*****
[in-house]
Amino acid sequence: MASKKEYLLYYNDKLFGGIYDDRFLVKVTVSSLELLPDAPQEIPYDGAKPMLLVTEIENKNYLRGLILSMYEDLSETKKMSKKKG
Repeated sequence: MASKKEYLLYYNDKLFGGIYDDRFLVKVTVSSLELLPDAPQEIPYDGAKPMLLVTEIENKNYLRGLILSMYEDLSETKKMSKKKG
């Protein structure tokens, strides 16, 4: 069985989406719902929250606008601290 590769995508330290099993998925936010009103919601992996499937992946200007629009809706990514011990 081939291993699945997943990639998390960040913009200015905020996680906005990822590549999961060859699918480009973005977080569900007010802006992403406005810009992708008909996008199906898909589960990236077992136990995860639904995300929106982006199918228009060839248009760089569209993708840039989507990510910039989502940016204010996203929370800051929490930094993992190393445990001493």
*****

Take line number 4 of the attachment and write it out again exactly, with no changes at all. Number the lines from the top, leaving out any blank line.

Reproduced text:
């Protein structure tokens, strides 16, 4: 069985989406719902929250606008601290 590769995508330290099993998925936010009103919601992996499937992946200007629009809706990514011990 081939291993699945997943990639998390960040913009200015905020996680906005990822590549999961060859699918480009973005977080569900007010802006992403406005810009992708008909996008199906898909589960990236077992136990995860639904995300929106982006199918228009060839248009760089569209993708840039989507990510910039989502940016204010996203929370800051929490930094993992190393445990001493």